We have 40 conservation areas covering around 50 per cent of the borough.
The information below will help you find out :
- what conservation areas are
- where they are found within the borough
- what they mean when carrying out work on properties in these areas.
What are conservation areas?
Conservation areas are areas of land that have been designated or labelled as being of special architectural or historic interest.
Conservation area designation recognises the importance of the quality of the area as a whole. It also protects individual buildings and trees which make a positive contribution to the character and appearance of the area. Conservation areas are not created to stop future development. They ensure that new buildings fit in with the existing special character of the area.
Conservation areas in Camden
List of conservation areas in Camden, including their appraisals and management strategies.
(Click the map or enter a full street name or postcode)
Do I need permission to carry out work on a property in a conservation area?
To make alterations to, or demolish, a property in a conservation area, you will usually need planning permission first.
Further guidance on whether planning permission is needed is on our Do I need planning permission? webpages.
In many of our conservation areas Article 4 directions are in place. These remove permitted development rights.
You must give us 6 weeks’ notice before any tree work is carried out in a conservation area. This applies to any tree with a trunk diameter of more than 75mm at a height of 1.5 metres.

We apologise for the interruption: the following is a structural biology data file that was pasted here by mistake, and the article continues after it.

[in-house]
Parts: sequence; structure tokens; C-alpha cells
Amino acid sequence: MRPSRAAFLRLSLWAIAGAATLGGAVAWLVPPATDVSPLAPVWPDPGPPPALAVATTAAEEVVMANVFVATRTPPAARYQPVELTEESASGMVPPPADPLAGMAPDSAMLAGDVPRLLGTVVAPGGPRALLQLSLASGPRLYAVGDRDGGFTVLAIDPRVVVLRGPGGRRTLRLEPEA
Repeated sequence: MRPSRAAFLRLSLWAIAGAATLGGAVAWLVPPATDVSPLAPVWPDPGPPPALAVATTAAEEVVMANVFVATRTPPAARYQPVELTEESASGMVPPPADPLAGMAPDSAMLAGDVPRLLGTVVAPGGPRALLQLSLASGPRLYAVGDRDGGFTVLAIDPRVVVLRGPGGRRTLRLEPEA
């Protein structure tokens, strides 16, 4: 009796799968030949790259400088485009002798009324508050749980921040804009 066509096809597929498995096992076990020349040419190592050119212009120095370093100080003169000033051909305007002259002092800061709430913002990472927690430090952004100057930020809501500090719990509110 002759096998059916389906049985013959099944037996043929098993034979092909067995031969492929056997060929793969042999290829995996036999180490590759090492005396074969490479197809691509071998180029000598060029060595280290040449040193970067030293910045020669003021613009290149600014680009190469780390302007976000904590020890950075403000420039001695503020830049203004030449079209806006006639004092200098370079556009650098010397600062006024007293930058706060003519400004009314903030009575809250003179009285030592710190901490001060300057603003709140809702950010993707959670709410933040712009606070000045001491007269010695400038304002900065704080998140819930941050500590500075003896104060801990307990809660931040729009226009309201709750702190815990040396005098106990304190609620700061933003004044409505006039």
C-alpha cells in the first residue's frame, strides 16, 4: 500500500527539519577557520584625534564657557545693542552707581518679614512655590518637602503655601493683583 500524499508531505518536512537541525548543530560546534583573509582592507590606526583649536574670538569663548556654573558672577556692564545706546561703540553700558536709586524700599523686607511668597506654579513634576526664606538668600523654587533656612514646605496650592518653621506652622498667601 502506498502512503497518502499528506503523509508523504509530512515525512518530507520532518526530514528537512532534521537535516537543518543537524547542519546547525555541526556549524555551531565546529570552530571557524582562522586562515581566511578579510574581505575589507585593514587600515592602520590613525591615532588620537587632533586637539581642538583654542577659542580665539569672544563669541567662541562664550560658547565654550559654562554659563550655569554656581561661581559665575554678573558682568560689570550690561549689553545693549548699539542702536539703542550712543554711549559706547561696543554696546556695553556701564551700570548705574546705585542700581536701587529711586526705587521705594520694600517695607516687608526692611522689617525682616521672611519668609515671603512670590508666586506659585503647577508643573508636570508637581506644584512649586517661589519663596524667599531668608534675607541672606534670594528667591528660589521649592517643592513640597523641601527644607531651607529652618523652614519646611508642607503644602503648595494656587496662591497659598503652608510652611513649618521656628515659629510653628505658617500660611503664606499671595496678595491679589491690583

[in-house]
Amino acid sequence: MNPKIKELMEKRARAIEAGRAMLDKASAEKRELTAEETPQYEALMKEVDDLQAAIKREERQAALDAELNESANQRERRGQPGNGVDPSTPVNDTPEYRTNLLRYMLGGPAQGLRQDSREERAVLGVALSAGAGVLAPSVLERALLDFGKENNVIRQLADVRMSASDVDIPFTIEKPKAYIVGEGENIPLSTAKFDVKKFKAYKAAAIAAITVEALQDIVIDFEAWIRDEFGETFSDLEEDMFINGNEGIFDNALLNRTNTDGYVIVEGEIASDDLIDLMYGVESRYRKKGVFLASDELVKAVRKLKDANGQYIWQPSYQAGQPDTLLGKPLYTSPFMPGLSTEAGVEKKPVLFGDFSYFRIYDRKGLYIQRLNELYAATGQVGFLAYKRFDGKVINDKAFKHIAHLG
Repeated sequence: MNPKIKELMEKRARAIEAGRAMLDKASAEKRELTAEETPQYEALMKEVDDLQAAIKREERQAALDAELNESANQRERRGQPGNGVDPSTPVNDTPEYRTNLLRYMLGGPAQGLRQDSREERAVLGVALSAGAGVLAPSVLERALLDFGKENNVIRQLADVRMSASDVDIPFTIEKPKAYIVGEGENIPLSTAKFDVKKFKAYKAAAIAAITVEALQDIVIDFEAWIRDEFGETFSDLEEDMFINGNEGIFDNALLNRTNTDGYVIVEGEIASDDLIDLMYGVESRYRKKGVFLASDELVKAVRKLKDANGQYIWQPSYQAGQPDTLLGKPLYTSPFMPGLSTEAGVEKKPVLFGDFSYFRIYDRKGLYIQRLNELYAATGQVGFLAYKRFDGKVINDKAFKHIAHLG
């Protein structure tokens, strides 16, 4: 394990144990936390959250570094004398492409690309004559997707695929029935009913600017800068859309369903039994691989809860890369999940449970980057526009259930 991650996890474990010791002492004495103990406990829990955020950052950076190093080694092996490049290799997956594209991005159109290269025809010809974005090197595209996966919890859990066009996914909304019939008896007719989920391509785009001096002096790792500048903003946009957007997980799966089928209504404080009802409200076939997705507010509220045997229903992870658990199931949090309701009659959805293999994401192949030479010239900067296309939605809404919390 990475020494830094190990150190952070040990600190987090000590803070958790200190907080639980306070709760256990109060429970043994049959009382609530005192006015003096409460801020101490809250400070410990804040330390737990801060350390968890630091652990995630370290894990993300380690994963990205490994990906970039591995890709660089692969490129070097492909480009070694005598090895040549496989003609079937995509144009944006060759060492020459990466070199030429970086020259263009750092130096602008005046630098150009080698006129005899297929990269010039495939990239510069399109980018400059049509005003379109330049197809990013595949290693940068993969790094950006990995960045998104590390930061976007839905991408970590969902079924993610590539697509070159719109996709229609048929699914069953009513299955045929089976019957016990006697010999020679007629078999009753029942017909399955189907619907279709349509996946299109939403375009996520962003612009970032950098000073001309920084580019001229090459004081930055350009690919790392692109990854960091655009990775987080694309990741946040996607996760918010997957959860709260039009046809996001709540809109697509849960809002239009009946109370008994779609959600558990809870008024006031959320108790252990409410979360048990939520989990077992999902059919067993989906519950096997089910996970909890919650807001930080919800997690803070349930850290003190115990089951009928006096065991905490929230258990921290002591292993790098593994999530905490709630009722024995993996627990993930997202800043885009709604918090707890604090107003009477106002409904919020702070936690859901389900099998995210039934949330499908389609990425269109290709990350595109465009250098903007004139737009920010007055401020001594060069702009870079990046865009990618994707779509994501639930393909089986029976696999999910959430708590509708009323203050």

How do I report unauthorised demolition or work on a property in conservation area?
Demolition of a property in a conservation area without planning permission is a criminal offence. If you think a property, or part of, is being demolished or altered without our permission, report it immediately.
Who represents our conservation areas?
Conservation Area Advisory Committees (CAACs) represent our conservation areas. These include local residents and businesses as well as representatives of local historical, civic and amenity societies. Due to their local knowledge, these committees are a valuable source of local advice on planning and conservation issues.
We consult them on:
- applications that may affect the character or appearance of a conservation area
- drawing up conservation and design policies throughout the borough.